Internship Survey Highlights

Published: Oct 12, 2016

 Education       Grad School       Internships       Workplace Issues       

As you may be aware, we recently launched the 2017 edition of our top internship rankings—the culmination of a great deal of effort by many here at Vault, and also the companies we survey, who give us an unprecedented level of access to their employees every year and, without whom, the rankings would not be possible.

Now that the hard work is out of the way, we wanted to take a moment to share some information and interesting data points from our survey that don't make it into the rankings, but which play a crucial role in understanding exactly what it is the rankings are all about.

First, and most pertinent, is that question of access: unlike some of our competitors, we work directly with firms to ensure that we're reaching only verified, current interns—and this year more than 11,600 of them shared their thoughts and opinions about their internships with us.

Here are some of the more interesting insights they gave us:

98% of internships were paid

Due to the range of industries and companies covered in the survey, it's no surprise to find that pay varies vary widely across our response set: it includes hourly wages ranging from $10 to $40, all the way up to monthly salaries in excess of $5,000, to sums pro-rated based on annual salaries of $70K+.

Freshman year is about partying?

Two-thirds of our respondents interned as juniors or seniors in college. To be honest, we're not sure what that says about freshmen and sophomores: maybe they're too busy getting to grips with academics and the logistics of figuring out where the dining hall is. Maybe they're having too much fun. Or maybe companies don't want them until after the loan repayment nightmares have started kicking in (somewhere towards the end of sophomore year, in our experience).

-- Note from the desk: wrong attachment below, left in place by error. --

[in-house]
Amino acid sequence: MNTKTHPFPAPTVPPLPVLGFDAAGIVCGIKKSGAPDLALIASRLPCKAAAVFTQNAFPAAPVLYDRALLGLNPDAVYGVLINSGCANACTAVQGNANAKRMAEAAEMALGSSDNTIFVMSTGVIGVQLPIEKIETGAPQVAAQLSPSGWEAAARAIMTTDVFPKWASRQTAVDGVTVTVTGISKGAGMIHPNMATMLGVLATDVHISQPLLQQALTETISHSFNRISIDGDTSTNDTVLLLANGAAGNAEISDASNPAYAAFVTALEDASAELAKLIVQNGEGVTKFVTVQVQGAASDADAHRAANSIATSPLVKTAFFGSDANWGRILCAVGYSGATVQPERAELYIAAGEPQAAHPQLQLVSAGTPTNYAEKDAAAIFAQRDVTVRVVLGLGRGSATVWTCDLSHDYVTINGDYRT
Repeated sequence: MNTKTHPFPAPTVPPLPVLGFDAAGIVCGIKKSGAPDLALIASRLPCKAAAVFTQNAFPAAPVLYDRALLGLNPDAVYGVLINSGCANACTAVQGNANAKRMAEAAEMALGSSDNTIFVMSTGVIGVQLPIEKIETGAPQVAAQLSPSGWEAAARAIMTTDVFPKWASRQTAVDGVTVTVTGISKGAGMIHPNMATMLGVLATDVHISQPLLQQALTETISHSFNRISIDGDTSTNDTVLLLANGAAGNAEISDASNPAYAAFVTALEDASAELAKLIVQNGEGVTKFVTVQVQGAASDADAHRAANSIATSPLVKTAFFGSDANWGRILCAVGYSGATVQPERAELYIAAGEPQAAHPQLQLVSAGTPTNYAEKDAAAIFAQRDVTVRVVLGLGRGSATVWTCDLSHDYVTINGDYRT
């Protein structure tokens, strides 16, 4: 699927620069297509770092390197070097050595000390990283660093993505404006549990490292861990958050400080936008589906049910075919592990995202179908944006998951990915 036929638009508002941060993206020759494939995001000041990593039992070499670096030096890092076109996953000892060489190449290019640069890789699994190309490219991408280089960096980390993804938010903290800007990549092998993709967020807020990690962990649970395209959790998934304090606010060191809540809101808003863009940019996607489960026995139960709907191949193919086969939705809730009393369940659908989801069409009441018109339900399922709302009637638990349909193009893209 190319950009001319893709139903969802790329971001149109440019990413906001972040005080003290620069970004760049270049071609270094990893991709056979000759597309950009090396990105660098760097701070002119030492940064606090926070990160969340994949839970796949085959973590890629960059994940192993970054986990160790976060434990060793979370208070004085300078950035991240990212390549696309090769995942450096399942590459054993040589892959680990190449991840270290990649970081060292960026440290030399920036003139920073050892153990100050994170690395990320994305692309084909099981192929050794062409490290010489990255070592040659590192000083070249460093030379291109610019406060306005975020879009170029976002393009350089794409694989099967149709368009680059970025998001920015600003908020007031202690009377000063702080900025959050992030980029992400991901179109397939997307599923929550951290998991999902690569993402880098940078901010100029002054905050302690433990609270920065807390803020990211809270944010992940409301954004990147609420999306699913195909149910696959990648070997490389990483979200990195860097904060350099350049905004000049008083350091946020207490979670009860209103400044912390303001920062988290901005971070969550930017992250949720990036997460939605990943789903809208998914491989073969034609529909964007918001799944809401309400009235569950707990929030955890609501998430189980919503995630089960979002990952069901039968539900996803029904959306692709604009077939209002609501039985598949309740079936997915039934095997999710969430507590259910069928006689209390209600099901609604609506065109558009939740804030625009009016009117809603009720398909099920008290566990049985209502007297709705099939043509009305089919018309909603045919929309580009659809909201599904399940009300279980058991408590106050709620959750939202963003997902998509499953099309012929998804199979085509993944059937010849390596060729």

More than half of internships resulted in full-time job offers

2016 Internship Job Offers



Decision factors

Pay and location are the two most common factors cited by interns, closely followed by issues related to career advancement and full-time opportunities.

 2016 Internship Decision Factors

Phones for fun, computers for work

Ditch that picture you've got of millennials as consummate multi-taskers doing everything on the fly: when it comes to researching internships, 95% of respondents told us that their primary tool is a laptop. Smartphones aren't completely out of the picture, though: 28% of interns relied on those at some point during the search as well.


And it's not just technology where tried and trusted methods are beating out new-fangled tech: fully two-thirds of respondents told us that campus recruiting was the best way to learn about internships.